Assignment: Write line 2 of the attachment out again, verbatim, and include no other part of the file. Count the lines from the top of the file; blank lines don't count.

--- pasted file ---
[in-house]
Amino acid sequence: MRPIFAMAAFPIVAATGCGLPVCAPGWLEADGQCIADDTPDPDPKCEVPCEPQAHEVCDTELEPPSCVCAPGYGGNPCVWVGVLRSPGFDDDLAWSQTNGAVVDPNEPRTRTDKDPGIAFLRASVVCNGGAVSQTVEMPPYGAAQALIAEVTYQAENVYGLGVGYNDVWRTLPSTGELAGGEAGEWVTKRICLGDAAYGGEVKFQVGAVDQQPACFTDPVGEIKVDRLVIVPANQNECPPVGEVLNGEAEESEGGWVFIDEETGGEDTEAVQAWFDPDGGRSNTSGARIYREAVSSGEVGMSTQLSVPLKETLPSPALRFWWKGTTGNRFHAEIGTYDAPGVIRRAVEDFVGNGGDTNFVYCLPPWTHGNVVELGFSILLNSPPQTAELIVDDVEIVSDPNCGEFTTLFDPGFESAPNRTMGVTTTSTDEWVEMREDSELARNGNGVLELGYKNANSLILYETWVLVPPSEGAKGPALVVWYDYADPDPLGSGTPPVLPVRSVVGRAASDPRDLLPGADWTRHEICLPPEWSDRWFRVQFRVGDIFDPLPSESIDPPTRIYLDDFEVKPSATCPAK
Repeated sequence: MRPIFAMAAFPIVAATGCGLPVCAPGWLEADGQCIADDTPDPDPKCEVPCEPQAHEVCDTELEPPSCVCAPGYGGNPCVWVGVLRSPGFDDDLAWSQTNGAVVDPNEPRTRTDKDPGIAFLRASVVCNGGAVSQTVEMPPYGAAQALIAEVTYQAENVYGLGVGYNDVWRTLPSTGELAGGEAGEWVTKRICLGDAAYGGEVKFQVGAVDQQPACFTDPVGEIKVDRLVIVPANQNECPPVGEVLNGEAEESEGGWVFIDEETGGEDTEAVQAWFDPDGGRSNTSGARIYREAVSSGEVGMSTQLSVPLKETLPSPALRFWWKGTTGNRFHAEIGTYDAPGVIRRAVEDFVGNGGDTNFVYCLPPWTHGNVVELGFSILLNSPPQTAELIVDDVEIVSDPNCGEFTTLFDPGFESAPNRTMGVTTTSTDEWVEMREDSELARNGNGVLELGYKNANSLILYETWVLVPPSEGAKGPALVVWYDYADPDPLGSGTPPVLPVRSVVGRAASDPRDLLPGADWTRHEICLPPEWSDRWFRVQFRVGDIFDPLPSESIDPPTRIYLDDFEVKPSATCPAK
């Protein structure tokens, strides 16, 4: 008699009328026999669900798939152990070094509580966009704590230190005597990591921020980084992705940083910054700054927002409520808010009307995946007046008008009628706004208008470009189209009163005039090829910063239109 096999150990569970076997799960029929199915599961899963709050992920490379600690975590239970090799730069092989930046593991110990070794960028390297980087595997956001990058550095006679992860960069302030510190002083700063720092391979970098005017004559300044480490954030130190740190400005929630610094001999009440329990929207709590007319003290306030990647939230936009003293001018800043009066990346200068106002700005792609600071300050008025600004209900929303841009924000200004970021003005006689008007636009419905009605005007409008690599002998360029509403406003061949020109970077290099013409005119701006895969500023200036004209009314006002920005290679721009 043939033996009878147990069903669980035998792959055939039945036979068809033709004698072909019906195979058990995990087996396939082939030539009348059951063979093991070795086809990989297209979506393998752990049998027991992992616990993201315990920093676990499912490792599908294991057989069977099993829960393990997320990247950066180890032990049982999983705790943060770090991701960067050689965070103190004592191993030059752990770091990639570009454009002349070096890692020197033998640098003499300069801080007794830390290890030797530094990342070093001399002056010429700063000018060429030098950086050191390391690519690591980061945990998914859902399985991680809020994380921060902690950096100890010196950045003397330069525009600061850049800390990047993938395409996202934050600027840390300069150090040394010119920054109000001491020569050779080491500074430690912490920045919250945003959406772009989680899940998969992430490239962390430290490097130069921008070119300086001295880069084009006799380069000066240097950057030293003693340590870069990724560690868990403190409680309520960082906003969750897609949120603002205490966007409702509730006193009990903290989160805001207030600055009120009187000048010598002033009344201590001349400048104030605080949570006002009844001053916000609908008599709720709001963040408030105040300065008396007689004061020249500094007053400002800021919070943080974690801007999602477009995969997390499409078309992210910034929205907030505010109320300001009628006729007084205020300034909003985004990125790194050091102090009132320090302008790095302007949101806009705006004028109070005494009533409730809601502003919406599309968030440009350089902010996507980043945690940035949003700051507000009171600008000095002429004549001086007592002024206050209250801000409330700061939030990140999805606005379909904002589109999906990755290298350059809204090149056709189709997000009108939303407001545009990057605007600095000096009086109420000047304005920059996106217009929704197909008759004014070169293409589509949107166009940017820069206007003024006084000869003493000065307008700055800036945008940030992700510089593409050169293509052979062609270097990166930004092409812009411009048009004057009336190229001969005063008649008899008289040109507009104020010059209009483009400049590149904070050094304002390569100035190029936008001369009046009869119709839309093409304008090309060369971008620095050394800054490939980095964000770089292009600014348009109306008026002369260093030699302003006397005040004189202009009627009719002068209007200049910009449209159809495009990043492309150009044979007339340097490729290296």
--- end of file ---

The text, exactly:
Amino acid sequence: MRPIFAMAAFPIVAATGCGLPVCAPGWLEADGQCIADDTPDPDPKCEVPCEPQAHEVCDTELEPPSCVCAPGYGGNPCVWVGVLRSPGFDDDLAWSQTNGAVVDPNEPRTRTDKDPGIAFLRASVVCNGGAVSQTVEMPPYGAAQALIAEVTYQAENVYGLGVGYNDVWRTLPSTGELAGGEAGEWVTKRICLGDAAYGGEVKFQVGAVDQQPACFTDPVGEIKVDRLVIVPANQNECPPVGEVLNGEAEESEGGWVFIDEETGGEDTEAVQAWFDPDGGRSNTSGARIYREAVSSGEVGMSTQLSVPLKETLPSPALRFWWKGTTGNRFHAEIGTYDAPGVIRRAVEDFVGNGGDTNFVYCLPPWTHGNVVELGFSILLNSPPQTAELIVDDVEIVSDPNCGEFTTLFDPGFESAPNRTMGVTTTSTDEWVEMREDSELARNGNGVLELGYKNANSLILYETWVLVPPSEGAKGPALVVWYDYADPDPLGSGTPPVLPVRSVVGRAASDPRDLLPGADWTRHEICLPPEWSDRWFRVQFRVGDIFDPLPSESIDPPTRIYLDDFEVKPSATCPAK